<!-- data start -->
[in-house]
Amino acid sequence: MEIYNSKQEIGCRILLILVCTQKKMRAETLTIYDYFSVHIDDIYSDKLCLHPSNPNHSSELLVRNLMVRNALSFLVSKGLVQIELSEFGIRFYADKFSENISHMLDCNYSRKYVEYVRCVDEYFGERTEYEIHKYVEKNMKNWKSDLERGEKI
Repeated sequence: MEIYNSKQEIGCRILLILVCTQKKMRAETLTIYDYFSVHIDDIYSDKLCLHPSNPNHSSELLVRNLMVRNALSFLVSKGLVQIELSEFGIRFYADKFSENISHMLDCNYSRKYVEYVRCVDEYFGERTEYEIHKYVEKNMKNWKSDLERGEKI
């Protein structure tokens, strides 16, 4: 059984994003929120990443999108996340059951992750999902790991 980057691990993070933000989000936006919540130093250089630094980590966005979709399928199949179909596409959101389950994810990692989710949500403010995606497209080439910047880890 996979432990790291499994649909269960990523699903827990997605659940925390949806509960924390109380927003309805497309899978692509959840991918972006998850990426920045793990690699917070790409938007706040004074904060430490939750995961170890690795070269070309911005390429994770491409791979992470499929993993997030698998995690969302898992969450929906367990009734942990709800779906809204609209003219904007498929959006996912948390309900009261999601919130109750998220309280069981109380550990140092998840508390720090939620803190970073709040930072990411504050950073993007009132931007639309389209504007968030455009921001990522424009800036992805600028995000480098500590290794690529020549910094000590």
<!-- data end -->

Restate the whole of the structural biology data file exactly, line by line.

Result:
[in-house]
Amino acid sequence: MEIYNSKQEIGCRILLILVCTQKKMRAETLTIYDYFSVHIDDIYSDKLCLHPSNPNHSSELLVRNLMVRNALSFLVSKGLVQIELSEFGIRFYADKFSENISHMLDCNYSRKYVEYVRCVDEYFGERTEYEIHKYVEKNMKNWKSDLERGEKI
Repeated sequence: MEIYNSKQEIGCRILLILVCTQKKMRAETLTIYDYFSVHIDDIYSDKLCLHPSNPNHSSELLVRNLMVRNALSFLVSKGLVQIELSEFGIRFYADKFSENISHMLDCNYSRKYVEYVRCVDEYFGERTEYEIHKYVEKNMKNWKSDLERGEKI
């Protein structure tokens, strides 16, 4: 059984994003929120990443999108996340059951992750999902790991 980057691990993070933000989000936006919540130093250089630094980590966005979709399928199949179909596409959101389950994810990692989710949500403010995606497209080439910047880890 996979432990790291499994649909269960990523699903827990997605659940925390949806509960924390109380927003309805497309899978692509959840991918972006998850990426920045793990690699917070790409938007706040004074904060430490939750995961170890690795070269070309911005390429994770491409791979992470499929993993997030698998995690969302898992969450929906367990009734942990709800779906809204609209003219904007498929959006996912948390309900009261999601919130109750998220309280069981109380550990140092998840508390720090939620803190970073709040930072990411504050950073993007009132931007639309389209504007968030455009921001990522424009800036992805600028995000480098500590290794690529020549910094000590």